A Photographer’s Nonidentical Collection

I took these photographs with an IPhone over the course of the past two weeks. This is not a statement of acclamation for Apple, I will never succumb to their trendy marketing nonsense, though I do love my phone and my photographs. That is not the point, however. I would simply like to draw attention to my work for critique.

What is most important when taking a photograph is perspective. Lighting matters, adherence to a rule of thirds, subject matter, among other things, these are also important, however, the photographer must consider the lens through which he/she wishes audiences to view the image.

All of my photographs below were taken cautiously. I was circumspect in my approach, making sure the perspective given emphasized something about the subject, or my view of the subject. But sometimes photographers get lucky and end up in the right place at the right time. This often happens to me. Knock on wood.

My best photograph (while this may be subject to opinion) is the image of the baseball bat and glove on the baseball field. It was taken at a local ballpark in Burlington, VT, where I am from. The stadium is empty and the field is prepped for before-the-game batting practice. Perhaps I am bias because I love the game of baseball. However, I am not alone in this regard. People can connect with this image. When you see the image it is intended to evoke a visceral reaction of yearning. The viewer should want to pick up the bat, the glove and take the field, an empty field that needs players.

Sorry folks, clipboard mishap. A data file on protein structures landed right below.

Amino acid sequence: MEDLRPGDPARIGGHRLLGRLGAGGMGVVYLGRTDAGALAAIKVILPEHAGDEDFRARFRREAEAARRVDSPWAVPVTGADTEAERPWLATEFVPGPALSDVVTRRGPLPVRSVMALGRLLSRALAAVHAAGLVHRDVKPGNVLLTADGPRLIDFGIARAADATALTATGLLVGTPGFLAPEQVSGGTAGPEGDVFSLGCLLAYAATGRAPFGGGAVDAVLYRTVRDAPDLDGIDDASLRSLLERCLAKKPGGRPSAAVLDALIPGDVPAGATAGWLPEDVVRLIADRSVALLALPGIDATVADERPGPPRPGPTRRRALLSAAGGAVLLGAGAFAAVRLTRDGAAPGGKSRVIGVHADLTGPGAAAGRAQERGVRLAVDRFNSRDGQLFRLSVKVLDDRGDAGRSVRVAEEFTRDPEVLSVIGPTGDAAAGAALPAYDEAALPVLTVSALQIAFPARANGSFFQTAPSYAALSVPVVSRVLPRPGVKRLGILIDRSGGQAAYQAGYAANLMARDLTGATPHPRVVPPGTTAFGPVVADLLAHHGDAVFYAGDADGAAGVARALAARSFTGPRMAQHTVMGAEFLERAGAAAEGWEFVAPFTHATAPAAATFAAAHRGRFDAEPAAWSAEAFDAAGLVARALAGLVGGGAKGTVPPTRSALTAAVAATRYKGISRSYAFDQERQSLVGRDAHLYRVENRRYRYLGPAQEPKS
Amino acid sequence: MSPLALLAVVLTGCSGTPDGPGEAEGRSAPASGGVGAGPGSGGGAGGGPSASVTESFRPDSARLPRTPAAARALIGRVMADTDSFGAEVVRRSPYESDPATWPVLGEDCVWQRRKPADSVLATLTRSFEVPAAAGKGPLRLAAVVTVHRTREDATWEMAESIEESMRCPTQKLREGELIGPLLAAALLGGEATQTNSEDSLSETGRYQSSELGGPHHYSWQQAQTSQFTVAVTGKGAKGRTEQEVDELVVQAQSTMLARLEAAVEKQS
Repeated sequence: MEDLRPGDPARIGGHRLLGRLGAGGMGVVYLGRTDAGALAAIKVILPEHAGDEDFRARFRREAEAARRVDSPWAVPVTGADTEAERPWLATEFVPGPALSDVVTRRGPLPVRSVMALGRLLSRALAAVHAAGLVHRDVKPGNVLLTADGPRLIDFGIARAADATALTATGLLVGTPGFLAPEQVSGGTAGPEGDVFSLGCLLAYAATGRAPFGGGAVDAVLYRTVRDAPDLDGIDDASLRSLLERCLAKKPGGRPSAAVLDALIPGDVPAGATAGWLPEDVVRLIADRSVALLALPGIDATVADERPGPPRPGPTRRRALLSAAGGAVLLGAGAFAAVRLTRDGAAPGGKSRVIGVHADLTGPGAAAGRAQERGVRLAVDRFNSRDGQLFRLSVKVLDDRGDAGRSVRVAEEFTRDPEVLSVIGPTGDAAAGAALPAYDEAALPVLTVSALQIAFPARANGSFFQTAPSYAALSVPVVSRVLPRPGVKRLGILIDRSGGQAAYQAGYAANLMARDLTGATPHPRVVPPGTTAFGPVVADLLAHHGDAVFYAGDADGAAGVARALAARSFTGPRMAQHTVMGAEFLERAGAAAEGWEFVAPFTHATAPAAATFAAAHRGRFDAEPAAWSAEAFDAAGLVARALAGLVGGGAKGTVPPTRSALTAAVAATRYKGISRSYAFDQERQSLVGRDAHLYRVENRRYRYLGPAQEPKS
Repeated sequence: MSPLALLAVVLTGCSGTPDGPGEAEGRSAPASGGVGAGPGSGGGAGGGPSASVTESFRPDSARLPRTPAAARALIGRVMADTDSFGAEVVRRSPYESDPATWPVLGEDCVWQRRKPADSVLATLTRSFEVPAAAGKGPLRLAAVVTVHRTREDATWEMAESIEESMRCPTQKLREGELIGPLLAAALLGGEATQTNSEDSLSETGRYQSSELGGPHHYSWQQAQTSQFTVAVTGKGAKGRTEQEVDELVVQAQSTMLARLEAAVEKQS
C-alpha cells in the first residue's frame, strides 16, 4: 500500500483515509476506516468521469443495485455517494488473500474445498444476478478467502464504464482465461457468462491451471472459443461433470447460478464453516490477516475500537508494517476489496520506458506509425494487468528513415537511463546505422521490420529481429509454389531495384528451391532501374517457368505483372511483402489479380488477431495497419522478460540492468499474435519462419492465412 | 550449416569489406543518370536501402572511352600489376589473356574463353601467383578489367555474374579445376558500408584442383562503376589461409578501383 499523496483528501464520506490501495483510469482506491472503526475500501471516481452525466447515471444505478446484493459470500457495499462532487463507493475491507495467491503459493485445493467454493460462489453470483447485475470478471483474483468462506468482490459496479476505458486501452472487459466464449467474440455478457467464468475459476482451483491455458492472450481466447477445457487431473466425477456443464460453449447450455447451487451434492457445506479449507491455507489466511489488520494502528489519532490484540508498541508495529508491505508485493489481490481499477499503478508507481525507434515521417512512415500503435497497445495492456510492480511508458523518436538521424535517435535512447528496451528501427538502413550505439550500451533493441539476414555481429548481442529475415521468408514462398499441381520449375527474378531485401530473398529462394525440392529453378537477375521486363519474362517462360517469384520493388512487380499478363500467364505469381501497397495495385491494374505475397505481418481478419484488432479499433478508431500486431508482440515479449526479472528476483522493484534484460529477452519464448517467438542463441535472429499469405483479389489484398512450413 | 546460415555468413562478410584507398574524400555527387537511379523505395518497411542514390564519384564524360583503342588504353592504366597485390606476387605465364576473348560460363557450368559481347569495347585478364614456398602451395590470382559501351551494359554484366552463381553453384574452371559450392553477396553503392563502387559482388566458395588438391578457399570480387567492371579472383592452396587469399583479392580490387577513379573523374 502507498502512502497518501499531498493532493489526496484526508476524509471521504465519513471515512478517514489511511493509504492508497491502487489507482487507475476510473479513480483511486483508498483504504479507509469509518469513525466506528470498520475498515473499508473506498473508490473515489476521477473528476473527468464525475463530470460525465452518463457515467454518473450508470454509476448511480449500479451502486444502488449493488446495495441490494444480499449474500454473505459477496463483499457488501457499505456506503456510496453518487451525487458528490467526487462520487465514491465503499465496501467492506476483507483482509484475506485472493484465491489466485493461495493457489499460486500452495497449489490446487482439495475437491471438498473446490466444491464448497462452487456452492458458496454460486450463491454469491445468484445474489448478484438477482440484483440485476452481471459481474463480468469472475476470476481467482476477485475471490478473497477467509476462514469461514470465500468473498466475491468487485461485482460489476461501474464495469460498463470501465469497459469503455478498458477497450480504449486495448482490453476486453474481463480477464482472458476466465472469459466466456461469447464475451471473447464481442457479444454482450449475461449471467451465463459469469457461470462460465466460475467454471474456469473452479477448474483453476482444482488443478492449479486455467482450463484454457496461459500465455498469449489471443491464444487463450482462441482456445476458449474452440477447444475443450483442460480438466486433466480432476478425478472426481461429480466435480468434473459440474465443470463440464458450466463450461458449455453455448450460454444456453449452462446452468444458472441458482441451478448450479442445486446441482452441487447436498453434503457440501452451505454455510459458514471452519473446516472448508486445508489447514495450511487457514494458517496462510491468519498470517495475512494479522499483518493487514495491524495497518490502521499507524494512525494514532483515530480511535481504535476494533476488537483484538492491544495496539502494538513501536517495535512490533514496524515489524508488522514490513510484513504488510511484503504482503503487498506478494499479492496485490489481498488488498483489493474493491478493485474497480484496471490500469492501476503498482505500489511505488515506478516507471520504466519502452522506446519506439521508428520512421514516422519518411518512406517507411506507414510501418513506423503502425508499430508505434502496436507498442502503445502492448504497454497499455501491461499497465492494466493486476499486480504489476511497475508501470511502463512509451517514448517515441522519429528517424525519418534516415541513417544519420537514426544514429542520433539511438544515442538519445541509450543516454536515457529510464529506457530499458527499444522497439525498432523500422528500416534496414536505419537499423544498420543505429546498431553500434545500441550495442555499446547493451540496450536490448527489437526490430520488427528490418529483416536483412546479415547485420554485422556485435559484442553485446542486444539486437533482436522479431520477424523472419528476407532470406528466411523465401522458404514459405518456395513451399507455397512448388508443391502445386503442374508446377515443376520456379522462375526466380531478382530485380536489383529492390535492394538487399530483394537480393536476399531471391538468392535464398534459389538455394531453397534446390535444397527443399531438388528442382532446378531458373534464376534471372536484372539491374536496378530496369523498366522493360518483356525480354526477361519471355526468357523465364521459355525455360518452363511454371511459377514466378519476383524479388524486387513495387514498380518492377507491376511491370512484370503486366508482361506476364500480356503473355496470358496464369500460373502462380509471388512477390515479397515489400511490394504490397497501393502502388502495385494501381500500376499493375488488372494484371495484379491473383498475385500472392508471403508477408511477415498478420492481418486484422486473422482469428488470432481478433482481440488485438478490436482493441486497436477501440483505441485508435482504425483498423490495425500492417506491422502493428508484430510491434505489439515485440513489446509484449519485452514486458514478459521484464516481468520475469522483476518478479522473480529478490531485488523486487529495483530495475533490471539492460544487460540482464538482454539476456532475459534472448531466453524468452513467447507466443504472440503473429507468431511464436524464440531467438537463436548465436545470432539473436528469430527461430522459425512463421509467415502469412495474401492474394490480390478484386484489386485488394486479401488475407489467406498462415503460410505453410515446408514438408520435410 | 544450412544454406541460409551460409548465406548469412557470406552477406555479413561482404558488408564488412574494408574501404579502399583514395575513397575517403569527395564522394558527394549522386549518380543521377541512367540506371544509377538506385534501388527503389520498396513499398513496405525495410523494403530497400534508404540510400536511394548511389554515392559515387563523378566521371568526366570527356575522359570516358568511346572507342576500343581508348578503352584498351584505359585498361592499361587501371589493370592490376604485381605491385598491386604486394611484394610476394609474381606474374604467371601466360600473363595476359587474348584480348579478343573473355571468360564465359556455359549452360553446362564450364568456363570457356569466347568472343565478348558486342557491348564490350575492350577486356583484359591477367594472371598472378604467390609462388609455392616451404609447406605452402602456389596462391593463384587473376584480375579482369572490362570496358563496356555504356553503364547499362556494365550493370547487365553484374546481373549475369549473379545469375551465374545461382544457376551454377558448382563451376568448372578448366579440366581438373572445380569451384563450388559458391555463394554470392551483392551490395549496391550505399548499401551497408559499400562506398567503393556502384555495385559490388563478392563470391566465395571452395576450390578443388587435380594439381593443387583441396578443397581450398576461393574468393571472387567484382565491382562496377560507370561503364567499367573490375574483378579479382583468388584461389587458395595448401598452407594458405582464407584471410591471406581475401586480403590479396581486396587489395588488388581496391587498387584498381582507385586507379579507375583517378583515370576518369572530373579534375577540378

Hopefully the image is aesthetically stimulating, but on a separate note, I did try to adhere to basic photographic image (7)principle. The subject of the photo is in the bottom third of photograph, the lighting is appropriate, the point of view makes sense (i.e. I’m not standing directly over the subject like I don’t know what baseball is), and the framing of the image is intentional- I don’t reveal too much of the stadium because then it would take away from the subject.

Comment with critiques, leave photos of your own. There is always an opportunity to capture what is happening around us in an ever-changing world. I am a firm believer in “living in the moment,” but if we don’t take pictures we’ll forget everything one day, and remain with nothing to show for it.

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  1. AU New Practice · October 1, 2014

    Ryan, You should be a writer for something!

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